For those of you following along at home, a United States District Court Judge found deposing a student involved in a campus rape accusation that led to another student’s expulsion would inflict “emotional and psychological trauma” on the accuser. This is not rocket science for trench lawyers. Depositions are akin to interrogations with polite rules of order. Judge Robart knows this and yet decided to grant Sandra a pass on something that was necessary in the preparation of Doe’s case against Amherst.

If Sandra Jones can’t stand a deposition over an almost five-year-old Title IX sexual misconduct case, surely Judge Robart thinks producing documents relevant to John Doe’s suit against Amherst isn’t a “substantial burden” that would harm Sandra Jones. That’s an assumption, and if you’re reading this, you know what happens when you assume anything, especially in a court case involving Title IX campus rape adjudications.

[R]equests for production [of 8 out of 13 documents requested] seek documents that are irrelevant or overbroad in relation to Mr. Doe’s claims against Amherst…[T]hese requests illustrate an effort to relitigate the merits of the disciplinary proceeding rather than to challenge the process by which Amherst conducted it.

Okay, it’s not agreeable, but at least some of the material Doe requested for discovery is fair game, right? There’s five requests the court deemed “arguably relevant” to John Doe’s suit against Amherst, so Sandra Jones should fork over the goods, right? Once again, the answer is a big fat “no.”

[T]hose requests relate to communications that could readily be obtained from other sources. Most of those other sources are Amherst employees, and none asserts to be the victim of sexual assault…Furthermore, Mr. Doe already possesses at least some of these communications, which he obtained from other sources.

KC Johnson rightfully calls “bullshit” on Judge Robart’s line of reasoning.

[M]uch of the requested material couldn’t come from Amherst employees. For instance, a critical aspect of the accused student’s case is the basic unfairness of an adjudication that went forward under the false premise that [Sandra Jones]. had not reduced anything about the incident to writing. So the subpoena asked…for “all communications, including text messages or emails, between you and anyone else on February 5, 2012.” The only conceivable source of this material would be [Sandra Jones], not any Amherst employees.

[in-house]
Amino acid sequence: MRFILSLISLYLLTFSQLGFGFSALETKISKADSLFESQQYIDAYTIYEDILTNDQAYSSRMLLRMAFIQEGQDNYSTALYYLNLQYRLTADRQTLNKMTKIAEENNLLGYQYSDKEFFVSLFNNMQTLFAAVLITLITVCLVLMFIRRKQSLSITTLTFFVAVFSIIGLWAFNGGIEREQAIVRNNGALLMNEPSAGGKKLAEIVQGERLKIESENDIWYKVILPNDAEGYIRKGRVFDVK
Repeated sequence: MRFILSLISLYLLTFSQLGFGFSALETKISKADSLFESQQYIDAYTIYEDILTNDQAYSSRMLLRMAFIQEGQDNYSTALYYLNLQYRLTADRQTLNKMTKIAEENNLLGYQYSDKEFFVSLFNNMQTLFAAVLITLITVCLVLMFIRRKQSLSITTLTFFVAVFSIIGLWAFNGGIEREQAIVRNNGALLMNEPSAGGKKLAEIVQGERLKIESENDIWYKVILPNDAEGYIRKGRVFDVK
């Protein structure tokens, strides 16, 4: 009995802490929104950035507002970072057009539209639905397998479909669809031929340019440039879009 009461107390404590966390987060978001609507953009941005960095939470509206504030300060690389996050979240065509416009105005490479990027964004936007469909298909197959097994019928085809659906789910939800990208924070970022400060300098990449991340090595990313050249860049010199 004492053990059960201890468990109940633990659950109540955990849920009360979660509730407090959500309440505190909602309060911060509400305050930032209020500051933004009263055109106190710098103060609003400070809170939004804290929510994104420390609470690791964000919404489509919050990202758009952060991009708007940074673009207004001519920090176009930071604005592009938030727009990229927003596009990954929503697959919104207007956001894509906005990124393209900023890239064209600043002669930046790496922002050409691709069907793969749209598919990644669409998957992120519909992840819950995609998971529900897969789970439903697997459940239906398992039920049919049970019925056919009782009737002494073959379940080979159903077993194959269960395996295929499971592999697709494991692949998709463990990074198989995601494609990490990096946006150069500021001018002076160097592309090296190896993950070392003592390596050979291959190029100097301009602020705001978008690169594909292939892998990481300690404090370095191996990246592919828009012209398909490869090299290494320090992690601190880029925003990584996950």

Depending on which side of the fence you sit, this is either a good ruling protecting a rape survivor or a bad precedent for future lawsuits involving Title IX campus sexual assault adjudications. Yes, Sandra Jones doesn’t have to participate in the lawsuit Doe filed against Amherst. The line running through this proceeding, that makes the process scary is that now, as KC Johnson notes, accused students have just as much incentive to sue their accusers as well as the college.

Is anyone else ready to scrap the “Dear Colleague” letter’s advisory guidelines for handling sexual assault on college campuses? It might save everyone a whole lot of time and money.

*It should go without saying “John Doe” and “Sandra Jones” are not the parties’ real names.

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  • Jay Raskin
    3 February 2017 at 5:26 pm - Reply

    I believe the title should be “No Discovery for Students Accused of Sexual Assault. The title “No Discovery for Accused Campus Rapists,” makes it seem that campus rapists are not being allowed discovery after being accused. In fact it is ordinary students who had sex and did something to displease their sex partners who are being accused and convicted of sex crimes in 99%+ of these cases. The kangaroo legal systems set up by Title IX on campuses are a disgrace to all ethical people. It makes Sharia law which requires no evidence, but only two witnesses to convict of sexual assault, look like a just system in comparison.